I first encountered Martin Katz when I played on a master class he gave at Florida State University, when I was in graduate school there. That experience led to my eventually going on to study with him at U of M, where I had the most rewarding experience, both musically and personally. Mr. Katz is a consummate teacher, and he is my mentor in that regard. He has an uncanny ability to make students feel like artists, and he was able to meet me exactly where I was in my journey as a musician - and a person - and make me better. His voice is in my mind’s ear whenever I approach a piece of music - be it a song, an opera, or a violin sonata. To hear him partner singers in the song repertoire is a truly singular, fully authentic experience. There’s no one quite like him.

I know from my conversations with Martin that his ongoing collaboration with Jesse is a particularly gratifying one; these performances will be something special, to be sure.

These foundations are often very much a labor of love at the beginning of the process - well lets get real, throughout the lifetime of the process - How did you found the CAIC and if someone wanted to help, how could they do it?

SM: Once we’d done all the necessary soul-searching to determine whether the non-profit route really was the right step for us (we lost one of our original business partners in that process, unfortunately), we set about researching the process and filing A LOT of paperwork with city, county, state, and federal government offices. We established a Board of Directors and filed Articles of Incorporation, which involved expanding on our mission statement quite a bit. There were numerous trips and phone calls to the Secretary of State, the City Clerk, etc, etc. The next major hurdle was completing the IRS application for tax-exempt status. That was an exhausting process, but an invaluable one, as well. We were forced to answer a lot of questions that we hadn’t even thought to consider, and we learned a lot about ourselves and our business in the process. We completed that application at the end of October 2010, and we expected that the IRS would respond with a request additional supporting materials (that’s fairly standard). We did not expect for our first submission to be approved, and we certainly didn’t expect for that approval to come right away - in December 2010! Suddenly, we were up and running, and we hadn’t even begun the process of closing our initial partnership. It was great, though, because that quick success gave us the momentum we needed to get things started. We had our first fundraising event in March 2011, and we raised enough money at that event to allow us to lower our hourly coaching rates, which had been an initial goal.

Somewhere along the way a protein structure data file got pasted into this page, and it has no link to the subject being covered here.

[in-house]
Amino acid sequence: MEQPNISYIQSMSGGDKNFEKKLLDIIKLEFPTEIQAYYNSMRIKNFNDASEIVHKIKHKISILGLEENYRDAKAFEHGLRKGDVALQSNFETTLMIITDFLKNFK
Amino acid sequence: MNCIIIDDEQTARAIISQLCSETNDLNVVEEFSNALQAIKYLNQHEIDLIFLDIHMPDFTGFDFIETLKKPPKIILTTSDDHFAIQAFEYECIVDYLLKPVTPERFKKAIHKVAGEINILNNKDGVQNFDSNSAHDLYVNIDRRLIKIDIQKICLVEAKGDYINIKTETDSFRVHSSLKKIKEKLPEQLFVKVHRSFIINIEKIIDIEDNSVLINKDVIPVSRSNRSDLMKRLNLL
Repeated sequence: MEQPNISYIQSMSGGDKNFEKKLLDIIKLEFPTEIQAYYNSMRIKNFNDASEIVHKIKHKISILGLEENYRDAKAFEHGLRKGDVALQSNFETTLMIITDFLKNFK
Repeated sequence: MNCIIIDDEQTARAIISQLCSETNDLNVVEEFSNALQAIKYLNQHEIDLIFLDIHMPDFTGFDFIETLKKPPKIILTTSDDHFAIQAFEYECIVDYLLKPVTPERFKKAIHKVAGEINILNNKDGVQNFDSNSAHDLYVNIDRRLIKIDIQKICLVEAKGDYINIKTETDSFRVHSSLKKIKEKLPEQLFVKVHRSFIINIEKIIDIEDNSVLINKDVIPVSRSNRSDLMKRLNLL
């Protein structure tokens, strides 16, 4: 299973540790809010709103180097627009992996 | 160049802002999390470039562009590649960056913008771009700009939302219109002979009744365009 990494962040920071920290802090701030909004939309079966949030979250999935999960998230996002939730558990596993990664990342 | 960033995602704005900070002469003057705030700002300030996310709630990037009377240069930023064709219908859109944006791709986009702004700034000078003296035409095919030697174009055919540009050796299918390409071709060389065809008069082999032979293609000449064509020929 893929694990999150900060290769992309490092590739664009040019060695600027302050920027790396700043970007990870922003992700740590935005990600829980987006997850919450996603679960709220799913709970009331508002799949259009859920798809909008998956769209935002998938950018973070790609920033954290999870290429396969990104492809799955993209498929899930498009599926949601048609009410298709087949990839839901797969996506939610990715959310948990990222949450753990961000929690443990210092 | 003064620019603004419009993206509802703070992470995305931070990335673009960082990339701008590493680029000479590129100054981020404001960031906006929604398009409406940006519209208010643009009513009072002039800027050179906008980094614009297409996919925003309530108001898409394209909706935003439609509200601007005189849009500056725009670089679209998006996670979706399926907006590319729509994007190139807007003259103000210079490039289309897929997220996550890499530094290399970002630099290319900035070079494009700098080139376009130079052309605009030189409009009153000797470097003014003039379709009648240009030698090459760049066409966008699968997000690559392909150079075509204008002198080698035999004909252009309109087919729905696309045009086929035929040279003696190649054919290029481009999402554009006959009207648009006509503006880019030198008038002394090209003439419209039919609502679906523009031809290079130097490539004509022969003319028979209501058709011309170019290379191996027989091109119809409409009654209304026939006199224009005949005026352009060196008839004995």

We have an active and vibrant five-member Board of Directors, as well as a fantastic team of supporters and volunteers who ensure the success of our House Concerts and the upcoming 2012 Collaborative Works Festival. We are always looking for people to host House Concerts, and I think we do a great job of working with our hosts to create unique, enjoyable events that are meaningful to their guests. House Concerts are a great way to help CAIC advance its mission, raise funds, and increase our audience; anyone interested in hosting a CAICHouse Concert can contact me at: 312-443-9508 or

Of course, we would like for our Festival concerts to be well attended, and we urge people to help us by purchasing tickets at (search for Collaborative Works Festival) and to tell their friends about the Festival, too! We are also raising money to help offset expenses associated with producing the Festival; anyone interested in supporting the cause with a small donation (or a large one!) are asked to join our Kickstarter campaign: (Collaborative Works Festival).

After this year’s Festival ends, we’ll be asking for support for additional upcoming projects, and we’ll be announcing those on our website: and via our monthly newsletter. Folks can sign up to receive our newsletter by contacting us via email.

JENNIFER HINNELL on the appreciation of song

JENNIFER HINNELL on the appreciation of song

ELIZABETH McDONALD on connecting to repertoire

ELIZABETH McDONALD on connecting to repertoire